Spooky Physics: What Happens To Sound On Mars?

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In studying Mars’ atmosphere, which differs greatly from Earth’s, researchers have verified the velocity of sound on Mars utilizing instruments aboard the Perseverance rover. Attempting to converse in Mars’ environment may generate an odd result since higher-pitched audio travels quicker than bass notes, according to the new research.

It’s clear from this research that the martian surface experiences large heat swings. The thickness & heat of the medium wherein sound moves may affect its velocity; the heavier the material, the quicker it travels.

At 20 degrees Celsius, sound moves at around 343 meters /second in the air, but 1,480 m/s in the ocean. Mars has a far thinner atmosphere than Earth, with a density of 0.020 kg/m3 opposed to Earth’s 1.2 kg/m3.

Volatility in the Planetary Boundary Layer, a coat of air somewhere above the planet’s surface, is exacerbated by daytime convective air currents caused by heating of the ground.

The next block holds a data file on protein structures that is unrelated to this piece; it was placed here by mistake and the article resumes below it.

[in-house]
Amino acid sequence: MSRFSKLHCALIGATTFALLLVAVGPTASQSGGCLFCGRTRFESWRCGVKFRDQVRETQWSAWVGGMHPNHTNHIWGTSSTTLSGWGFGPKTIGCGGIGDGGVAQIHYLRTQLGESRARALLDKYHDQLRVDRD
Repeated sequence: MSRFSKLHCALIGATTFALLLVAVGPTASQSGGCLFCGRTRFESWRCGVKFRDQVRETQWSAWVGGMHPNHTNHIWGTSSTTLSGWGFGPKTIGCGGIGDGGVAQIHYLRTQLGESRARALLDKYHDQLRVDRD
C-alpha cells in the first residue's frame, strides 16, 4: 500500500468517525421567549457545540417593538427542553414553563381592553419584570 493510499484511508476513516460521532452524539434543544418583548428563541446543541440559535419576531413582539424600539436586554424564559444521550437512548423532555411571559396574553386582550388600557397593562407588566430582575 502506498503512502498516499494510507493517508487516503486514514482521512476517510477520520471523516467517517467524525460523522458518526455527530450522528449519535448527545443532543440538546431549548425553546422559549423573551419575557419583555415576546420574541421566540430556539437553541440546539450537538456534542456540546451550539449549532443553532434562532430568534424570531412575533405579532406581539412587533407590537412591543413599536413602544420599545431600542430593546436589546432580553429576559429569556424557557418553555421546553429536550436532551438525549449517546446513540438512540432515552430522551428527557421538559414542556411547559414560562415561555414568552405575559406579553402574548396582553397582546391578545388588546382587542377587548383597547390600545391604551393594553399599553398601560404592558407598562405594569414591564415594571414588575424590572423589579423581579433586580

As a result of the lasers plus microphones onboard Perseverance, we nowadays can listen to the noises of Mars. According to estimates based on our knowledge of the planet’s environment, sound travels through the atmosphere at around 240 m / sec closer to the surface.

Mars’ atmosphere is the sole one in the solar system to experience a shift in sound velocity smack in the center of the perceptible spectrum due to the peculiar features of carbon dioxide molecules under reduced pressure. Sound can travel upwards of 10 meters / second quicker at greater frequencies because of that.

The crew was also capable of fully utilizing the microphone to monitor massive and quick changes in temperature on the surface of mars that the other instruments were not capable of identifying.

The conference paper can be found here.

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